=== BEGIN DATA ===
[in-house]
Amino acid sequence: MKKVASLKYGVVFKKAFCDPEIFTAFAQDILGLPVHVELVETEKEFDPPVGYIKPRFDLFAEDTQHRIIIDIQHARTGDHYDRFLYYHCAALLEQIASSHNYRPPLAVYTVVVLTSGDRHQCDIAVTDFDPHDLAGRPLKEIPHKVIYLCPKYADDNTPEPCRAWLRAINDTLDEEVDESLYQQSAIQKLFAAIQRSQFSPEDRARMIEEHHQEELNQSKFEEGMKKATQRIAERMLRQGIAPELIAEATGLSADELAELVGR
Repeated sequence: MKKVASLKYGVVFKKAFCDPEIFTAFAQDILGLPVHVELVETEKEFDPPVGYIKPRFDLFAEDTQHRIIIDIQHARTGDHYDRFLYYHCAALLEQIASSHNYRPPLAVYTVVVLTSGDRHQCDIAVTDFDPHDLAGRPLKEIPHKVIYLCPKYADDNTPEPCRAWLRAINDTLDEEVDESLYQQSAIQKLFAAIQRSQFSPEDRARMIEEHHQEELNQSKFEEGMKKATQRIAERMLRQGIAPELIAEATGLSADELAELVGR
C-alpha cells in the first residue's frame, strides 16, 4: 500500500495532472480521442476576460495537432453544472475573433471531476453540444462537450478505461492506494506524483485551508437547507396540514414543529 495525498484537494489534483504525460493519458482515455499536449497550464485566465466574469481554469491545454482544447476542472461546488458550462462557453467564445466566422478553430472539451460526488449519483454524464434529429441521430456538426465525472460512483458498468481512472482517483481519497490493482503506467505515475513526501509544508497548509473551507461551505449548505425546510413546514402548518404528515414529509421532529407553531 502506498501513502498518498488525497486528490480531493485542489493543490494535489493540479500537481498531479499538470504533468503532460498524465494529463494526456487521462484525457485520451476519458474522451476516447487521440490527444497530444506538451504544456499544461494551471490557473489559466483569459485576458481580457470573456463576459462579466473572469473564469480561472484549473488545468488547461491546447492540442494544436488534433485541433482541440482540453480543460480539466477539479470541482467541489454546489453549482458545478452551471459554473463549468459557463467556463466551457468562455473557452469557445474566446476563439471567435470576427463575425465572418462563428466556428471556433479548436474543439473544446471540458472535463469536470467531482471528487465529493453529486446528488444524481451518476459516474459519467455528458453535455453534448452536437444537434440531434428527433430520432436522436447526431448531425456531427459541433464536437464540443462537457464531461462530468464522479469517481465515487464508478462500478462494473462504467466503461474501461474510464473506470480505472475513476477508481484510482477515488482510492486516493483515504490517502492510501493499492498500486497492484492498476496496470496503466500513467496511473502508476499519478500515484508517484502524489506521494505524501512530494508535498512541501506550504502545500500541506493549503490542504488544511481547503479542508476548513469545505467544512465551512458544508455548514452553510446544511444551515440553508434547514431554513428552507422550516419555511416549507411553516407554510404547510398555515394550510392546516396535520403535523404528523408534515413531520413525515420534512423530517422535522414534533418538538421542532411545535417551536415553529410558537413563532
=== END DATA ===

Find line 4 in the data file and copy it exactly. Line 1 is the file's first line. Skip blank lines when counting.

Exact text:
C-alpha cells in the first residue's frame, strides 16, 4: 500500500495532472480521442476576460495537432453544472475573433471531476453540444462537450478505461492506494506524483485551508437547507396540514414543529 495525498484537494489534483504525460493519458482515455499536449497550464485566465466574469481554469491545454482544447476542472461546488458550462462557453467564445466566422478553430472539451460526488449519483454524464434529429441521430456538426465525472460512483458498468481512472482517483481519497490493482503506467505515475513526501509544508497548509473551507461551505449548505425546510413546514402548518404528515414529509421532529407553531 502506498501513502498518498488525497486528490480531493485542489493543490494535489493540479500537481498531479499538470504533468503532460498524465494529463494526456487521462484525457485520451476519458474522451476516447487521440490527444497530444506538451504544456499544461494551471490557473489559466483569459485576458481580457470573456463576459462579466473572469473564469480561472484549473488545468488547461491546447492540442494544436488534433485541433482541440482540453480543460480539466477539479470541482467541489454546489453549482458545478452551471459554473463549468459557463467556463466551457468562455473557452469557445474566446476563439471567435470576427463575425465572418462563428466556428471556433479548436474543439473544446471540458472535463469536470467531482471528487465529493453529486446528488444524481451518476459516474459519467455528458453535455453534448452536437444537434440531434428527433430520432436522436447526431448531425456531427459541433464536437464540443462537457464531461462530468464522479469517481465515487464508478462500478462494473462504467466503461474501461474510464473506470480505472475513476477508481484510482477515488482510492486516493483515504490517502492510501493499492498500486497492484492498476496496470496503466500513467496511473502508476499519478500515484508517484502524489506521494505524501512530494508535498512541501506550504502545500500541506493549503490542504488544511481547503479542508476548513469545505467544512465551512458544508455548514452553510446544511444551515440553508434547514431554513428552507422550516419555511416549507411553516407554510404547510398555515394550510392546516396535520403535523404528523408534515413531520413525515420534512423530517422535522414534533418538538421542532411545535417551536415553529410558537413563532